I’d only visited The House on the Rock once in my teen years. It’s the sort of place that sticks with you no matter who you are or where you’re from; one visit affected Neil Gaiman so deeply he set a piece of American Godsat The House on the Rock–and yes, they even filmed an episode of the television series there.
Sadly, my phone’s camera cannot do this place justice at ALL, but I do have a few snaps I can share mixed among the far better photos on the Internet.
One of the major architectural highlights is the Infinity Room.
It ain’t exactly a place you want to walk in when lots of people are there–it heats quickly, and, um, wobbles a bit. Still, I managed to get a shot with Bo while the natural light was good.
Once you exit the Original House and Gate House, things start to get really weird.
Ah, the vicious Lake Superior Squid duals with the tempestuous Duluth Whale of Doom.
(Them’s the jokes, folks. For legit humor writing, talk to Bo.)
Would it surprise you to know that tiny children sobbed as their parents dragged them by the whale’s teeth? I sure couldn’t blame’em–I was freaked out when I first saw all this, and I was old enough to drive a car. Bo, bless him, humors me as I grip his arm tight enough to leave a mark as we descend…yes, we not only have to climb up and around this mouth–we have to do it aaaaall again to get out.
Anyway, here we transition with a big ol’ organ into room, after room, after room, of these giant orchestral mechanics.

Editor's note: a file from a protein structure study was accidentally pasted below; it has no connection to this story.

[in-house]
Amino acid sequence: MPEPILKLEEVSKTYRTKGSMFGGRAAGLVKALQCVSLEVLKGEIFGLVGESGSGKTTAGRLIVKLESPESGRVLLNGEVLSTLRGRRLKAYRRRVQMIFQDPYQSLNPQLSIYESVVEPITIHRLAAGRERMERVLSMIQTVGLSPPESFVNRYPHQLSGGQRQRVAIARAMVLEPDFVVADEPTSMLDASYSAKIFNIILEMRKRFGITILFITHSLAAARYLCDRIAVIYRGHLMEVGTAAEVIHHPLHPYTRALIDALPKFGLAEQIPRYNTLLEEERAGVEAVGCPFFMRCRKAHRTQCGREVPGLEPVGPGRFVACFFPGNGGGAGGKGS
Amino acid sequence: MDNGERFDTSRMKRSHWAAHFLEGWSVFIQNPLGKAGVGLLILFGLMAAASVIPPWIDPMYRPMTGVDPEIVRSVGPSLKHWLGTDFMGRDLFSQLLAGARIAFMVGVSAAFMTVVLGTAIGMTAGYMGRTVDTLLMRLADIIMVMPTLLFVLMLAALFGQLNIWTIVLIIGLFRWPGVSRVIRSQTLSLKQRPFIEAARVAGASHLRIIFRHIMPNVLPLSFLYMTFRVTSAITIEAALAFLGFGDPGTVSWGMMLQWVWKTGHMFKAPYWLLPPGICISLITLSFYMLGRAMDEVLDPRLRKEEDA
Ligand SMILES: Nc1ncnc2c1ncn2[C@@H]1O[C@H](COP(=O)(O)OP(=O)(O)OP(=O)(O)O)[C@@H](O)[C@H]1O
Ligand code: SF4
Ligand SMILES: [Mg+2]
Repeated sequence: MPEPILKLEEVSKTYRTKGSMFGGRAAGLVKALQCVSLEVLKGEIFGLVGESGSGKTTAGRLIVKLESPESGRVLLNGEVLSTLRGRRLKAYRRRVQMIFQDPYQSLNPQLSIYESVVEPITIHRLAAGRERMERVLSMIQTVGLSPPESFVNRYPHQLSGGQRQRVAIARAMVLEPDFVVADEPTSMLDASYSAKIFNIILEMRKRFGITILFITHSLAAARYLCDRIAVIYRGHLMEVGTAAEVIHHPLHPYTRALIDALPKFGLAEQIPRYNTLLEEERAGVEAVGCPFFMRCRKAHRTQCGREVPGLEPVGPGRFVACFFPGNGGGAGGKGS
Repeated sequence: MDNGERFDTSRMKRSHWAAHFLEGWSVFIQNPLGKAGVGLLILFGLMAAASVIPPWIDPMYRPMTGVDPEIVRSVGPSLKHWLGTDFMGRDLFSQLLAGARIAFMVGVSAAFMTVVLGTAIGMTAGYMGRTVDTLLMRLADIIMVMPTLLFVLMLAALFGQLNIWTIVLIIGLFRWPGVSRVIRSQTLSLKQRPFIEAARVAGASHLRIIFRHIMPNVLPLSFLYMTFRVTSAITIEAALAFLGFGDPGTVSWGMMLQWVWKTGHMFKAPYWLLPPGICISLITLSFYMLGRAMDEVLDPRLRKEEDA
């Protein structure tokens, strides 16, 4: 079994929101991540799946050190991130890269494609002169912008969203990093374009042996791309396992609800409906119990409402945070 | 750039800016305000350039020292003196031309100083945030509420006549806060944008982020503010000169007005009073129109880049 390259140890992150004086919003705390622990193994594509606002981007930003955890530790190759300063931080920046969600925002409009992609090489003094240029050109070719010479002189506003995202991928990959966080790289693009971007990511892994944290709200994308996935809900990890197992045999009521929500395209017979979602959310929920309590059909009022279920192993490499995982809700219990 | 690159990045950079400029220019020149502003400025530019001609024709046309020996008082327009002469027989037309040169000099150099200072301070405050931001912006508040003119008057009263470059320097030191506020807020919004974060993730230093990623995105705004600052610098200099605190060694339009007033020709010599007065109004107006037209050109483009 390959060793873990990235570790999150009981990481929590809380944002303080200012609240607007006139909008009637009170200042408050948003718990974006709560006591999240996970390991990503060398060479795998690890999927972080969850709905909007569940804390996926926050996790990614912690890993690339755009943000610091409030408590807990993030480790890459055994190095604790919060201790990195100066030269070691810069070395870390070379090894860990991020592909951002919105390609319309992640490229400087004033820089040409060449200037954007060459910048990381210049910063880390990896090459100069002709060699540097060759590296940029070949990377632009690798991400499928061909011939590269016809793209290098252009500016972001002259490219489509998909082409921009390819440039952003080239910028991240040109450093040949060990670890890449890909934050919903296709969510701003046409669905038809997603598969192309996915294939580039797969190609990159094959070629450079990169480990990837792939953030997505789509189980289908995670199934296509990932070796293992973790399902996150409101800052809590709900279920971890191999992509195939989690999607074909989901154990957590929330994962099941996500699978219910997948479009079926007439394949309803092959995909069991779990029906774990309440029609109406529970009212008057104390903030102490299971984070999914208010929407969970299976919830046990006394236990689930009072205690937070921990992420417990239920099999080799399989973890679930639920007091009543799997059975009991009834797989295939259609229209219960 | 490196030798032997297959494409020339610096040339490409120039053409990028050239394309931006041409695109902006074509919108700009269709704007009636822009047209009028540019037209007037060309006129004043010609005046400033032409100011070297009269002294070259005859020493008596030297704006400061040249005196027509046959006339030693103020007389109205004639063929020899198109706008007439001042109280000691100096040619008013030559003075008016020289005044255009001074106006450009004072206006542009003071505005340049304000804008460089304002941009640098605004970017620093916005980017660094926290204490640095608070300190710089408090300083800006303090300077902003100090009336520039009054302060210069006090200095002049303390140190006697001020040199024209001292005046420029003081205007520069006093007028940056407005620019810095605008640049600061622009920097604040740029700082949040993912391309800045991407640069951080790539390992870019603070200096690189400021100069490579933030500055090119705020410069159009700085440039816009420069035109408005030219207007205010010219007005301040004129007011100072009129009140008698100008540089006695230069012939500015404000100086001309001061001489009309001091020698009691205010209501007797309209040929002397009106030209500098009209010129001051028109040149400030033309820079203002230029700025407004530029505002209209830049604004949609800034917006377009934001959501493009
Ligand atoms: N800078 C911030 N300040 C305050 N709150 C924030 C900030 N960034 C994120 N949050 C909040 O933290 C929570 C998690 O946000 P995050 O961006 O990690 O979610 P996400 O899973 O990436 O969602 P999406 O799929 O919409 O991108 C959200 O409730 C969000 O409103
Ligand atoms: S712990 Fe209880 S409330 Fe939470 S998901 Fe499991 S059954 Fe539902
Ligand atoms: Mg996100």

You get me.
This place just goes on….and on…and on…you move from room to room, warehouse to warehouse. You walk on yet another street of yesterday dedicated to cars, hot air balloons, airplanes. You pass hundreds of trinkets and trunkets of store displays, guns, circuses, dollhouses, DOOOOOOLLS, pipes, ivory carvings, costume jewelry, armor. Battle scenes complete with armored elephants and dogs.
Did I mention the dolls? Like the giant carousel FILLED with dolls?
And then there’s the room with the world’s largest indoor carousel.
In case you’re wondering what’s hanging from the ceiling, those are mannequin angels. Dozens, upon dozens, of mannequin angels.
Probably to fend off Satan from eating people.
I walked down Satan’s gullet, stumped.
“What’s wrong?” Bo asks as we step out onto Inspiration point.
The sudden exit from hours among electric candelabras and mannequins makes my head hurt a little, but the foliage and peace of the forest around us more than make up for it. We’re at Inspiration Point, or Deer Shelter Rock. You can just see the Infinity Room behind the trees.
We must have missed something, I say, staring at a lone red barn on the far hillside (that I failed to get a picture of–sorry!). Wonder what that farmer thought, watching AJ Jr. haul materials and build his crazy concocted collection year after year after year. Did that farmer pay to take a tour like so many others in the 60s? Or did he just wave it off as so many ol’ Wisconsinites do and get back to the plow?
“How?” Bo takes a swig of apple juice as we sit on a bench. It’s our first break in three hours of walking, as our bodies are quick to tell us. “There’s only one way through this whole thing. The staff haven’t let us go off-course. What could we have missed?”
I grimace at the glass wall behind us. “We didn’t see the Four Horsemen of the Apocalypse.”
Bo rolls his eyes. He doesn’t remember the Horsemen from his childhood visits, and has been skeptical of their existence. “Well we’re not done yet.”